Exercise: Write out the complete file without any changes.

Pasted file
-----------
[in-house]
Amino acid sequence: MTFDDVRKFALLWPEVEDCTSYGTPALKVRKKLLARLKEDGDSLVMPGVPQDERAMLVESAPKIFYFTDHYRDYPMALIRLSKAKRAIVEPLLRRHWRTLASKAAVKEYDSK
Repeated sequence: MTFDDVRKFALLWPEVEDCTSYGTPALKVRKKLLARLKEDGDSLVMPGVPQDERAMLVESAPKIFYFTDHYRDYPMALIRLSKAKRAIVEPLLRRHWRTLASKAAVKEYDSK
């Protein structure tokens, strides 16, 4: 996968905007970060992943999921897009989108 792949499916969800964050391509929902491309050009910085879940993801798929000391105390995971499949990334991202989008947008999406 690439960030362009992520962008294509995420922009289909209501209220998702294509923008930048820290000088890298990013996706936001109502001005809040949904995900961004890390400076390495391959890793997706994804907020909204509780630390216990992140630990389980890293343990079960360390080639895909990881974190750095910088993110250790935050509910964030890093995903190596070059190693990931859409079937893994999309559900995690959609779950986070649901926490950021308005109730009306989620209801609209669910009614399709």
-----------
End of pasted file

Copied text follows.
[in-house]
Amino acid sequence: MTFDDVRKFALLWPEVEDCTSYGTPALKVRKKLLARLKEDGDSLVMPGVPQDERAMLVESAPKIFYFTDHYRDYPMALIRLSKAKRAIVEPLLRRHWRTLASKAAVKEYDSK
Repeated sequence: MTFDDVRKFALLWPEVEDCTSYGTPALKVRKKLLARLKEDGDSLVMPGVPQDERAMLVESAPKIFYFTDHYRDYPMALIRLSKAKRAIVEPLLRRHWRTLASKAAVKEYDSK
């Protein structure tokens, strides 16, 4: 996968905007970060992943999921897009989108 792949499916969800964050391509929902491309050009910085879940993801798929000391105390995971499949990334991202989008947008999406 690439960030362009992520962008294509995420922009289909209501209220998702294509923008930048820290000088890298990013996706936001109502001005809040949904995900961004890390400076390495391959890793997706994804907020909204509780630390216990992140630990389980890293343990079960360390080639895909990881974190750095910088993110250790935050509910964030890093995903190596070059190693990931859409079937893994999309559900995690959609779950986070649901926490950021308005109730009306989620209801609209669910009614399709």